Here comes a new challenger!
Review written by
April 16th, 2011
Of all the developers bringing software to the 3DS lineup, perhaps the one which has done the best job is Capcom. Ironically, they chose not to try the arduous task of trying to make a brand new game in time for the 3DS launch, instead simply porting a popular and existing title, with some added features of course. By simply improving upon the original Super Street Fighter IV, Capcom has made arguably the best title in the entire 3DS lineup with Super Street Fighter IV 3D edition.
Quite honestly, the graphics look amazing. The backgrounds, character animations, colors and textures are all largely intact, with virtually no slowdown period. The only exception is the stage backgrounds, but to be honest, when players are busy simply trying to keep themselves alive against an opponent, it's doubtful that anyone will care about a few cheering fans in the background. New to the 3DS version is a cinematic, over the shoulder view, meant to make the 3D effects stand out. Unfortunately, this view hinders the game more than it helps, but thankfully it isn't mandatory in any way. The 3D effects are fun, but like every other 3DS game, aren't used for any real gameplay improvements.
The gameplay of SSFIV largely remains totally intact from its console forebears, an astonishing feat and a good indication of what the 3DS is capable of even at this early point in its life cycle. Every fighter from the current console incarnations is included (though that doesn't include the upcoming Arcade version DLC), and even better, the alternate costumes which were DLC in the console versions are all included free of charge in the 3DS version.
The 3DS circle pad makes performing Hadoukens, Sonic Booms and Psycho Crushers very easy and comfortable, and players do have the option of using the 3DS digital pad if they prefer. The L button is used for the high punch attack and can be slightly awkward for those used to playing on consoles; other than that, things are relatively fluid and easy. For newcomers, a training and 'challenge' mode allow for lessons on moves and combos as well as just the ability to practice them; unfortunately, an option to see the combos in action would have helped, as the proper timing to perform them is not included in challenge mode.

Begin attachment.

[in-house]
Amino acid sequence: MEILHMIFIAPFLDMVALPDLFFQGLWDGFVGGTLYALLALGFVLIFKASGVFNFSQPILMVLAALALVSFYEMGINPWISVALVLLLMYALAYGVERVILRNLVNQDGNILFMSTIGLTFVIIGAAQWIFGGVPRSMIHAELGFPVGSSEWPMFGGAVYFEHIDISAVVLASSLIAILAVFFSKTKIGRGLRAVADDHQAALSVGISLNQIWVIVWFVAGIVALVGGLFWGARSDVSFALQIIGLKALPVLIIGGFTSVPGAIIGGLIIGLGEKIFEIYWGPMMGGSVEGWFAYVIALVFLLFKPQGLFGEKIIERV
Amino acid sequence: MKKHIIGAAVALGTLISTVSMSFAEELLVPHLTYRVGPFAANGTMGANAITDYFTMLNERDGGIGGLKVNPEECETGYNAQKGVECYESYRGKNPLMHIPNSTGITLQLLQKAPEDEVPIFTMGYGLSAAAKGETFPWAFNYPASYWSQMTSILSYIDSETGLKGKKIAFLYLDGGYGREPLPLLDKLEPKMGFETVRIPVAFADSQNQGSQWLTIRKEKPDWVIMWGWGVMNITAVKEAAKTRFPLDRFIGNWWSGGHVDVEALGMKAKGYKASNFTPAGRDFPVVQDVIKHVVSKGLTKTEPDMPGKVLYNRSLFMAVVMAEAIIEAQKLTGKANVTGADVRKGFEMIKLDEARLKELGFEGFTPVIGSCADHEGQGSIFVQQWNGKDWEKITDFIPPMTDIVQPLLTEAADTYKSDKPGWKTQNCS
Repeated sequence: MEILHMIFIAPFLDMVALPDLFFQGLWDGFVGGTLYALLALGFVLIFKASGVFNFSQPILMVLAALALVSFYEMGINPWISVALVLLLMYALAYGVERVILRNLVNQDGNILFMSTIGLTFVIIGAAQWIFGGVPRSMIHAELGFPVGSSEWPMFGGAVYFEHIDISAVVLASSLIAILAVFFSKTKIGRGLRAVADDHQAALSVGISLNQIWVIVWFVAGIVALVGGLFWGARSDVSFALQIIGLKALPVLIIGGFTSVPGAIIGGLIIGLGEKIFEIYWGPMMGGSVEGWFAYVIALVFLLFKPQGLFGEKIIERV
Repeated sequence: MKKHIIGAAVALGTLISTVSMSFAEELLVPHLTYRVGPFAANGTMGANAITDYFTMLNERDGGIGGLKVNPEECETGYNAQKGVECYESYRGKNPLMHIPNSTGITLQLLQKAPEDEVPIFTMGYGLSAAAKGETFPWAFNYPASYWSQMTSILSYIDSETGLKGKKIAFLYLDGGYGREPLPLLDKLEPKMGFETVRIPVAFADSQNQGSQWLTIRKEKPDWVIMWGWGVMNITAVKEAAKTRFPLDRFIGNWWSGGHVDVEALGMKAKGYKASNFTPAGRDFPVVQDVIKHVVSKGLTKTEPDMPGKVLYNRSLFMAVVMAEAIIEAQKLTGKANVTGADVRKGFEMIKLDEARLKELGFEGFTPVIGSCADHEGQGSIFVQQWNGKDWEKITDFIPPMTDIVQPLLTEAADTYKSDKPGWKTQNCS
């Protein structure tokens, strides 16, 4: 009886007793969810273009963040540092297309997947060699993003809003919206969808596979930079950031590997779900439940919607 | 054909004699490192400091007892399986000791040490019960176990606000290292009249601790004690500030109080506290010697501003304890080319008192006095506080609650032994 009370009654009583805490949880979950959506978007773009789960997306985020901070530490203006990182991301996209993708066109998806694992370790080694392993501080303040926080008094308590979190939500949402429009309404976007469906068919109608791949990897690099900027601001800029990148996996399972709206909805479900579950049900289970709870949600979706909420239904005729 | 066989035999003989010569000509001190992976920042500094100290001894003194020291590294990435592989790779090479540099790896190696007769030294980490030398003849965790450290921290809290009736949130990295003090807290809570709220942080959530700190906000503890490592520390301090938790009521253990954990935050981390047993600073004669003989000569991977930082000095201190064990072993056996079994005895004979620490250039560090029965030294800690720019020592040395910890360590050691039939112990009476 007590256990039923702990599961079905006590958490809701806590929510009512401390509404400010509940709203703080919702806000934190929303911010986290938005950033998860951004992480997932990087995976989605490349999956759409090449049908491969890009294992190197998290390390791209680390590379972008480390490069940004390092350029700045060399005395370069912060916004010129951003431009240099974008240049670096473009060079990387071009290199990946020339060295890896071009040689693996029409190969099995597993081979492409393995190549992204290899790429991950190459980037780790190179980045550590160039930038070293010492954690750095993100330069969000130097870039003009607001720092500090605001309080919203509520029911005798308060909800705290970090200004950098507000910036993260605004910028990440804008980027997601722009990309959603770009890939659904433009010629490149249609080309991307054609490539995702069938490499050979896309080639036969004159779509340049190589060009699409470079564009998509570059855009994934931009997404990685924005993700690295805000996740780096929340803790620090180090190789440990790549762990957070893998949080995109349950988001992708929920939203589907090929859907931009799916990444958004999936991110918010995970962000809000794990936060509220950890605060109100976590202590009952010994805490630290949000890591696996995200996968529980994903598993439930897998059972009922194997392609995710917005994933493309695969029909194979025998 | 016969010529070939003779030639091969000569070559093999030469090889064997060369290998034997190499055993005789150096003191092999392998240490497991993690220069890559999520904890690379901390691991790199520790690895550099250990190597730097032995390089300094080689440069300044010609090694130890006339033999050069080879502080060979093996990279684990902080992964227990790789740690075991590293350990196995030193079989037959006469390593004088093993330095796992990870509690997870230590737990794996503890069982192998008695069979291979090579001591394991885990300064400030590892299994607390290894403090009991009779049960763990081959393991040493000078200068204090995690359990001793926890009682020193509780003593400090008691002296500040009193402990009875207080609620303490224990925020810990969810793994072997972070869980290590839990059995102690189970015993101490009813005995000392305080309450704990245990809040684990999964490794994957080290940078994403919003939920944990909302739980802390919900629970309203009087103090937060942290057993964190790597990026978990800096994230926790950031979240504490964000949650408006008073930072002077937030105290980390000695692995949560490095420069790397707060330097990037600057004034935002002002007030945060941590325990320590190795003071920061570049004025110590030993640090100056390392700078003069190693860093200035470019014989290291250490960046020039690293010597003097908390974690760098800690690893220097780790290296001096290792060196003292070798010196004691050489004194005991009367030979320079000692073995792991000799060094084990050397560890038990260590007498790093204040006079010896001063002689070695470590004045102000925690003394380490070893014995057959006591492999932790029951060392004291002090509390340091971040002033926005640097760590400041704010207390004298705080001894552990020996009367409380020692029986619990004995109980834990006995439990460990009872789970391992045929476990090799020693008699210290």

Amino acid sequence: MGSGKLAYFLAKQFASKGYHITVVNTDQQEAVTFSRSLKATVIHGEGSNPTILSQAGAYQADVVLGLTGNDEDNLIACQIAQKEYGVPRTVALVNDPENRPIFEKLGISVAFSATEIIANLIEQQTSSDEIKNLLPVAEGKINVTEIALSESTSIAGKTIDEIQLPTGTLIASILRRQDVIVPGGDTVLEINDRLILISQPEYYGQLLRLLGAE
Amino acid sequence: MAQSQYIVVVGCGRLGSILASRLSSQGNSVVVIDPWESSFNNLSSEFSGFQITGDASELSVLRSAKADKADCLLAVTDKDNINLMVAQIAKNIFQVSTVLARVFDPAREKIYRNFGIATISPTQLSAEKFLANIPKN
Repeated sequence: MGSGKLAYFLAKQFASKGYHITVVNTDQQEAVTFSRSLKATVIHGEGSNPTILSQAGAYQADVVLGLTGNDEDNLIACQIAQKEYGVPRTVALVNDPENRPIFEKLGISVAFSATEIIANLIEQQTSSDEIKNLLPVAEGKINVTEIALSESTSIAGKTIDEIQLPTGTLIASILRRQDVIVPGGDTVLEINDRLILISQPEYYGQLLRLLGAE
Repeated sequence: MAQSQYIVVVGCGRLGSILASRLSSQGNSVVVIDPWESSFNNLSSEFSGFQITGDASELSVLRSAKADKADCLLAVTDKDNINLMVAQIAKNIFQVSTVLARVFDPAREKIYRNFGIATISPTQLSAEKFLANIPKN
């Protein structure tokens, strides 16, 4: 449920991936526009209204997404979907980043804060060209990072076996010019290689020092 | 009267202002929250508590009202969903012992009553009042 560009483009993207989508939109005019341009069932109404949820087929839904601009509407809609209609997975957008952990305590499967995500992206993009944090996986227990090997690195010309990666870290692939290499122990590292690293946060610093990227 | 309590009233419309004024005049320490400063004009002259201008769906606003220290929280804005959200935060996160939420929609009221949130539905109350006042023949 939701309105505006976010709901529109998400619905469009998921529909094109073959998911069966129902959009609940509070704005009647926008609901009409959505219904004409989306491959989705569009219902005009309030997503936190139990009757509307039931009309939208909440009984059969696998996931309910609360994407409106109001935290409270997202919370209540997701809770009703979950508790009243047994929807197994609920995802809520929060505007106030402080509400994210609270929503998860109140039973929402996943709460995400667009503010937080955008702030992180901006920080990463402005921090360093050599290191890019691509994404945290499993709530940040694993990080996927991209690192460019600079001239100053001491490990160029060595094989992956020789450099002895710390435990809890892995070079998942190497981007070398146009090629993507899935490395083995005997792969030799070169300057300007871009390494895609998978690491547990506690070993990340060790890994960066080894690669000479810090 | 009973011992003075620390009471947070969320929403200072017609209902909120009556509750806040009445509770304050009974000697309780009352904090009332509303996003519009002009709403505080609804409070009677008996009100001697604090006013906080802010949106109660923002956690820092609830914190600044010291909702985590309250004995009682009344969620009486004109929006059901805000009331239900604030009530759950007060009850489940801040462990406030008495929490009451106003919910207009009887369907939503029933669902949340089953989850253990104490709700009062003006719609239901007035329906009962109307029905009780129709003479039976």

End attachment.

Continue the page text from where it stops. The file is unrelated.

Most of the standard fighting game modes are included with the game, including Arcade, Training, Versus and Online fighting modes, but the game also includes a multiplayer tag team mode and the new figurine battles. Using the 3DS Streetpass, players can engage in 'unseen' battles in which one player's figurine fighters fight others based on their stats. Luckily, Capcom seems to have anticipated that not everyone would be able to gain figurines and find other 3DS owners, as there is an option to gain additional figures with codes. Otherwise, it's fun, but with not as many 3DS owners as DS owners, the feature is pretty useless for the time being.
Capcom has also wisely added a feature for those unfamiliar with portable fighting games, or with fighting games in general. By using the 3DS touch screen, players can assign up to four Super and Ultra combos, and special moves if they so desire. This makes it far easier to pull off complicated moves, and gives the game easier accessibility to newbies. Thankfully, when playing versus matches, the option to play with or without this feature is always open, so 'pro' players can have matches without fear of cheap super moves being spammed quicker than they can keep up with.
Considering that this is Capcom's first 3DS game, what is especially great, and a good indication of Nintendo's new stance on online, is how well the multiplayer works. For the most part the online Wi-Fi play works great, and though there's a slight amount of lag, it's a huge step up from the days of the terrible Wi-Fi in Smash Bros. Brawl. While players can share a game online between several players, most will be interested in the online features. Every player can create their own online lobby, so finding someone who wants to have only one round matches, unlimited time, 2D play and pro mode controls takes mere seconds. Though there won't always be players available immediately to have matches with, the fact that SSFIV3D allows for play in every region of the world gives a greatly diverse group of world warriors to anyone who wants a challenge, as opposed to the mere 400,000 potential players in just the US. It's another wise decision by Capcom, and makes one wonder if later games will employ similar online features.
Overall, Super Street Fighter IV 3D edition is currently the best example of the 3DS' potential, with terrific graphics, great gameplay online and off, and added replay value with modes not even in the console versions. If you enjoy fighting games, it's a definite buy. If one isn't into fighting games, it is likely a better idea to wait until June for Zelda. Nonetheless, SSFIV3D remains the best game in the 3DS launch library.
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